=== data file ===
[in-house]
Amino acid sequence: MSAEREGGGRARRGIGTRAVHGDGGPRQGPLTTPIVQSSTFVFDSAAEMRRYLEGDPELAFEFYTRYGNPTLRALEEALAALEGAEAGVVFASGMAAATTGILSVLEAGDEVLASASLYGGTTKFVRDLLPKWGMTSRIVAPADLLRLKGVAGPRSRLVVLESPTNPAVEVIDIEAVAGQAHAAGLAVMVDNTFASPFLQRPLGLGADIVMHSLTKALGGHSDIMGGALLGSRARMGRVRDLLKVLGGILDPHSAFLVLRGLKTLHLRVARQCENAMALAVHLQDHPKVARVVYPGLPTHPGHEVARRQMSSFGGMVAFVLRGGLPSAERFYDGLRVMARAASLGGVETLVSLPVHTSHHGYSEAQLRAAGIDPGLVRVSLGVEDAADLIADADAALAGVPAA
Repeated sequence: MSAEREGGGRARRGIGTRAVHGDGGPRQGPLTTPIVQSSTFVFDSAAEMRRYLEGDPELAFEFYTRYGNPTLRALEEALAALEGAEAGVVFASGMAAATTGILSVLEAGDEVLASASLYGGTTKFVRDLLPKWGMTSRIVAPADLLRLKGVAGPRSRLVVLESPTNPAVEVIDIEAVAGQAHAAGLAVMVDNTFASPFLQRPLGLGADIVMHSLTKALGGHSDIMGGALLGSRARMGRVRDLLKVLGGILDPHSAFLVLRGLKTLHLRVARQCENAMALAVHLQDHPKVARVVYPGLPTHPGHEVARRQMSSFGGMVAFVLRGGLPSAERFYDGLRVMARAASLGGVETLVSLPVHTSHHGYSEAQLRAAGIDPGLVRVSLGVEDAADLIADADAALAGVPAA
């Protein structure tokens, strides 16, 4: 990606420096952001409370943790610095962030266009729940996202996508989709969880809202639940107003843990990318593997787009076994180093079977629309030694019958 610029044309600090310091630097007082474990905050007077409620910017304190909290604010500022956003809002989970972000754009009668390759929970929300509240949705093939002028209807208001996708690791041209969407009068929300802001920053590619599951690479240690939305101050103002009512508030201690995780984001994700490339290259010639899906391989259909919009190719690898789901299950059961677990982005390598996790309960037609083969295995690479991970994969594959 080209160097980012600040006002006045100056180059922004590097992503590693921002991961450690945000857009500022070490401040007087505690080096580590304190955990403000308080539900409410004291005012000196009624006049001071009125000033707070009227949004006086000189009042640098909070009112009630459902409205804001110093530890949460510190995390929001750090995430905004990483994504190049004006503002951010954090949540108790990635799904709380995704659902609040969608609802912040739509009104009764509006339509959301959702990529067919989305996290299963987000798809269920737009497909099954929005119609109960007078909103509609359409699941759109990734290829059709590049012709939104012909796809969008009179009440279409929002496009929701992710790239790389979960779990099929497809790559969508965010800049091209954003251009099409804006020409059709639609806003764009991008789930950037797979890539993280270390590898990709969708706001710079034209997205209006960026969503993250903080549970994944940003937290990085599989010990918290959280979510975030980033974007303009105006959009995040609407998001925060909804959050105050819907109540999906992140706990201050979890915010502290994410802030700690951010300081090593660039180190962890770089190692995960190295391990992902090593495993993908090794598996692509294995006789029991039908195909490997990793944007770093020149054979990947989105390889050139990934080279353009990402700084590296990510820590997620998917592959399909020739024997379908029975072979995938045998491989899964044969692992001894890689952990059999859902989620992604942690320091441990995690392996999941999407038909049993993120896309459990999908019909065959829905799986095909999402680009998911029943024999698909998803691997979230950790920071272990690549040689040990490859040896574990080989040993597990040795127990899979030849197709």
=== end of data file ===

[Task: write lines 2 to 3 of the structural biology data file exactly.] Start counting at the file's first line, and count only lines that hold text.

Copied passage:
Amino acid sequence: MSAEREGGGRARRGIGTRAVHGDGGPRQGPLTTPIVQSSTFVFDSAAEMRRYLEGDPELAFEFYTRYGNPTLRALEEALAALEGAEAGVVFASGMAAATTGILSVLEAGDEVLASASLYGGTTKFVRDLLPKWGMTSRIVAPADLLRLKGVAGPRSRLVVLESPTNPAVEVIDIEAVAGQAHAAGLAVMVDNTFASPFLQRPLGLGADIVMHSLTKALGGHSDIMGGALLGSRARMGRVRDLLKVLGGILDPHSAFLVLRGLKTLHLRVARQCENAMALAVHLQDHPKVARVVYPGLPTHPGHEVARRQMSSFGGMVAFVLRGGLPSAERFYDGLRVMARAASLGGVETLVSLPVHTSHHGYSEAQLRAAGIDPGLVRVSLGVEDAADLIADADAALAGVPAA
Repeated sequence: MSAEREGGGRARRGIGTRAVHGDGGPRQGPLTTPIVQSSTFVFDSAAEMRRYLEGDPELAFEFYTRYGNPTLRALEEALAALEGAEAGVVFASGMAAATTGILSVLEAGDEVLASASLYGGTTKFVRDLLPKWGMTSRIVAPADLLRLKGVAGPRSRLVVLESPTNPAVEVIDIEAVAGQAHAAGLAVMVDNTFASPFLQRPLGLGADIVMHSLTKALGGHSDIMGGALLGSRARMGRVRDLLKVLGGILDPHSAFLVLRGLKTLHLRVARQCENAMALAVHLQDHPKVARVVYPGLPTHPGHEVARRQMSSFGGMVAFVLRGGLPSAERFYDGLRVMARAASLGGVETLVSLPVHTSHHGYSEAQLRAAGIDPGLVRVSLGVEDAADLIADADAALAGVPAA